In 1915, the Québec government introduced a $50 annual tax on small laundries. The discriminatory measure was aimed at the many Chinese working in the laundry industry. It had a devastating effect on the Chinese community in Montréal, whose laundry owners struggled to compete with home laundresses—mostly white francophone women—and businesses exempt from the tax. Many Chinese hand laundries had to close after only a year or two. Despite a courageous battle by a group of Chinese laundry operators, the measure remained in effect.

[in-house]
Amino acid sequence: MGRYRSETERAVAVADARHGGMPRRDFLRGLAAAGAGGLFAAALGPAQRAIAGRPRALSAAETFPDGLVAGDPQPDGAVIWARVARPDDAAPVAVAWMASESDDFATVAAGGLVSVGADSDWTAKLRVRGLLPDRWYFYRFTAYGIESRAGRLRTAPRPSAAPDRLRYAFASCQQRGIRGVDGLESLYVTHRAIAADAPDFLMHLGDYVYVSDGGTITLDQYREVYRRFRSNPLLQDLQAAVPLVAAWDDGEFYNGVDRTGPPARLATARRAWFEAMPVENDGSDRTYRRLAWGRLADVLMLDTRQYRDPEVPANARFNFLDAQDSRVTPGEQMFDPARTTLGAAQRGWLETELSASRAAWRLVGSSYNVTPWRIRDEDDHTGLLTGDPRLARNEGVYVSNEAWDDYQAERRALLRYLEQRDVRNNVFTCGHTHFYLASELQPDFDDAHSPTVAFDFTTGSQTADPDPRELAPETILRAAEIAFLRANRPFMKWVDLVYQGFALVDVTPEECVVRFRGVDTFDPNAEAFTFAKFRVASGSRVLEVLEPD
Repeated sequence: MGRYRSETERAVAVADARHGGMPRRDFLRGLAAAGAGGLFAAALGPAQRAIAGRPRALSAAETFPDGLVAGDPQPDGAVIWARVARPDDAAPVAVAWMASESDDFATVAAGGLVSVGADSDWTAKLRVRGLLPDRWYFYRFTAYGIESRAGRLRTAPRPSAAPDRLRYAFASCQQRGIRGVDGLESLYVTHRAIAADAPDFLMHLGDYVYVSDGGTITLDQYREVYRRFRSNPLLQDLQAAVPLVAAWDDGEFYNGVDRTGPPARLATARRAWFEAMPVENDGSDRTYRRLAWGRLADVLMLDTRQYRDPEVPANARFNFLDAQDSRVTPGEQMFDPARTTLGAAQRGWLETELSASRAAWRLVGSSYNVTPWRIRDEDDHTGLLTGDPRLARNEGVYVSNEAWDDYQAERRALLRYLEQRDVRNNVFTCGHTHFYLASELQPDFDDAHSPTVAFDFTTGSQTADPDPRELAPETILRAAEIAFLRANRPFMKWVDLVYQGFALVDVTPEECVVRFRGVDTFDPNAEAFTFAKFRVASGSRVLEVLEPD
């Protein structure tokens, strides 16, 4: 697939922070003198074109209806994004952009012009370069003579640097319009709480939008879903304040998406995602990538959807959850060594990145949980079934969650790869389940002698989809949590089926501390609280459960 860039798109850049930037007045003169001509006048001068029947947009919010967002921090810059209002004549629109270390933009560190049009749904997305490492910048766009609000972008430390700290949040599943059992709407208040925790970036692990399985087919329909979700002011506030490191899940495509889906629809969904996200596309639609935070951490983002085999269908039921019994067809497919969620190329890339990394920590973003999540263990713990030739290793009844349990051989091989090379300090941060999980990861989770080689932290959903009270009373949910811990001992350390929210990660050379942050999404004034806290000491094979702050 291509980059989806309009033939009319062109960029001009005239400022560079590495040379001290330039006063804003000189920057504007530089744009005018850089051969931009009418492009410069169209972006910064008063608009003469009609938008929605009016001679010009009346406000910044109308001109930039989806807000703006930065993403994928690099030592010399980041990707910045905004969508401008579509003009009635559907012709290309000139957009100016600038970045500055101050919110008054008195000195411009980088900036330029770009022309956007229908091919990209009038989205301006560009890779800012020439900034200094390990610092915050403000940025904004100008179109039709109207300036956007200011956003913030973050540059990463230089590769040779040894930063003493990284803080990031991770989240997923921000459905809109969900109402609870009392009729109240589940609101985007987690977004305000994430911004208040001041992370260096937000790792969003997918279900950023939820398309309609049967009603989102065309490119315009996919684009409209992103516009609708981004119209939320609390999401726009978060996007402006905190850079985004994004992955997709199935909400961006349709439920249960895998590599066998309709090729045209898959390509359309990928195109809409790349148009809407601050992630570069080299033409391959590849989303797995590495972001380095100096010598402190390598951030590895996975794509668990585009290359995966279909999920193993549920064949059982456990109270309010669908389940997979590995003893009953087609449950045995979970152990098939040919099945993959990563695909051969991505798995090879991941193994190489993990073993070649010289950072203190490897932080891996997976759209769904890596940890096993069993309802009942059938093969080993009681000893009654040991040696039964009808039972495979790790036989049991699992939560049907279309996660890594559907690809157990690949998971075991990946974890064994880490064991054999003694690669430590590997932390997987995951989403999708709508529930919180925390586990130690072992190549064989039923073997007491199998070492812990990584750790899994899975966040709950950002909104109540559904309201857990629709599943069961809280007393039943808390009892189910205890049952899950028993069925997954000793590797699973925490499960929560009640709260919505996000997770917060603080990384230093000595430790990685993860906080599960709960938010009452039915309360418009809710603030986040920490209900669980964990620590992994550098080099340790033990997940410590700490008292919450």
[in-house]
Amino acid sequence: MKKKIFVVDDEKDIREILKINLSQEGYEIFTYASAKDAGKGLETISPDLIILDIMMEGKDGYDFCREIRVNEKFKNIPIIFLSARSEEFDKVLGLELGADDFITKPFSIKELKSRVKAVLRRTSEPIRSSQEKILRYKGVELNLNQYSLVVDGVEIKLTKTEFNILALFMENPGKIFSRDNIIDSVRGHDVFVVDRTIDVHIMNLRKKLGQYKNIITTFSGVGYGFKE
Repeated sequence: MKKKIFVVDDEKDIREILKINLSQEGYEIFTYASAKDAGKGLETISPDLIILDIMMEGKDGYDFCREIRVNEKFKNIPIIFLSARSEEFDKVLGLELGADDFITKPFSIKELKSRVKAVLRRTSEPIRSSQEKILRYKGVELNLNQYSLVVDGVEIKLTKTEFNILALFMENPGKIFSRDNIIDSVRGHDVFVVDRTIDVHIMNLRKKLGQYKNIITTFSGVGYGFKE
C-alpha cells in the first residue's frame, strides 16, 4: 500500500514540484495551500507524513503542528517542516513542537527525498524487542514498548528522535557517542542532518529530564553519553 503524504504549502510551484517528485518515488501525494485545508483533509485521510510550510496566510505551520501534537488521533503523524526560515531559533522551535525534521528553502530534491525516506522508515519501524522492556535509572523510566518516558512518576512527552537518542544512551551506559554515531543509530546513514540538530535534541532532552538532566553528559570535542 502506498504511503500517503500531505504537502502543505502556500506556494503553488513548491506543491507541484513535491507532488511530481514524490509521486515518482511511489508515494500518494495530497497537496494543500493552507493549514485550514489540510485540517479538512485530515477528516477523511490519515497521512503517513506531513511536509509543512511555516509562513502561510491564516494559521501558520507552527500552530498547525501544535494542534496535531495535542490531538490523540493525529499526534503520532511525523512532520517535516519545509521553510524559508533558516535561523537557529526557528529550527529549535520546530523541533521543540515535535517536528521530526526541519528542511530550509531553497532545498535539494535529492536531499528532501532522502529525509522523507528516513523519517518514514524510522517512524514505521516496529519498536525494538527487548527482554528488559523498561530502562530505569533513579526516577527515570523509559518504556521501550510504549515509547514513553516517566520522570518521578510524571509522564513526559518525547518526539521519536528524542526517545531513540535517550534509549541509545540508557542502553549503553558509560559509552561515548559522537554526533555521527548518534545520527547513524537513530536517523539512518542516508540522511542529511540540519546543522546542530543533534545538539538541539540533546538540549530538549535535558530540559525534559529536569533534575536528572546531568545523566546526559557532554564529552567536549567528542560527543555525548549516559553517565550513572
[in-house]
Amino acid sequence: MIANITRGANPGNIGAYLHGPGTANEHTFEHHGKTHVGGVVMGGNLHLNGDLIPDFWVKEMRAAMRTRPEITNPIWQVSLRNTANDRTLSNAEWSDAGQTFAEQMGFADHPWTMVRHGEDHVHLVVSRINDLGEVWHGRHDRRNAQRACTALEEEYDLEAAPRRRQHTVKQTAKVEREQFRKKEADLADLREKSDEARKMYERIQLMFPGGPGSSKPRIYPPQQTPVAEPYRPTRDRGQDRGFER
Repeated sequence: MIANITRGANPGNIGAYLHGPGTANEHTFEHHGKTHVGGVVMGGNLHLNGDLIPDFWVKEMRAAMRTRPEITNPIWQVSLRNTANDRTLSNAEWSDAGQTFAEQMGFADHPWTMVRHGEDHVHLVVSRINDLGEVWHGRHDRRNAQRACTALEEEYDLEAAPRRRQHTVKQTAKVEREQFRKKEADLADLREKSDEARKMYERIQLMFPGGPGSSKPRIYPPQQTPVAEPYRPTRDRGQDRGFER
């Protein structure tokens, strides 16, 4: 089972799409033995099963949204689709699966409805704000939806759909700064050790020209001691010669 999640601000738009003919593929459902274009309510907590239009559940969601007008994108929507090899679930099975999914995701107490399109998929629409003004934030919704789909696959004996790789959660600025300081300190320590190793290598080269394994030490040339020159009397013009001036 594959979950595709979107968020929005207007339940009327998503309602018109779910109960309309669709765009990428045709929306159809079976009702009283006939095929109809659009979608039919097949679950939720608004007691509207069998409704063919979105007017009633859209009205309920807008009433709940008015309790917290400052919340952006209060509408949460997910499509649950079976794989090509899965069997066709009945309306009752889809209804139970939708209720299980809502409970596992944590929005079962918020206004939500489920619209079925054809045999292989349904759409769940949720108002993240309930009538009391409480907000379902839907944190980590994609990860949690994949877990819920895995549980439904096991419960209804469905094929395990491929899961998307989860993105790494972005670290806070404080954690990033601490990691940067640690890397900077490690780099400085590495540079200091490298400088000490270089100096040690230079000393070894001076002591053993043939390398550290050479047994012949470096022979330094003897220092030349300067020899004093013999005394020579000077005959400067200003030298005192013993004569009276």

At the federal level, the “head tax” (1885-1923) and the Exclusion Act (1923-1947) were specifically targeted at people of Chinese origin, discouraging and then banning their immigration to the country. The head tax, adopted in 1885 by a government with a history of anti-Asian policies, imposed a fee on all Chinese people entering Canada. Initially set at $50, in 1903 it was increased to $500, an amount equivalent to two years’ wages for a Chinese labourer at the time. The first lawyer of Chinese descent admitted to the Canadian bar (in Ontario), Kew Dock Yip made the fight against the law his first priority. After the Second World War, Chinese Canadian veterans lobbied for full rights, including the right to vote. With the support of politicians, religious leaders, and unions sympathetic to their cause, Chinese Canadians obtained a repeal of the law in 1947, along with voting and citizenship rights.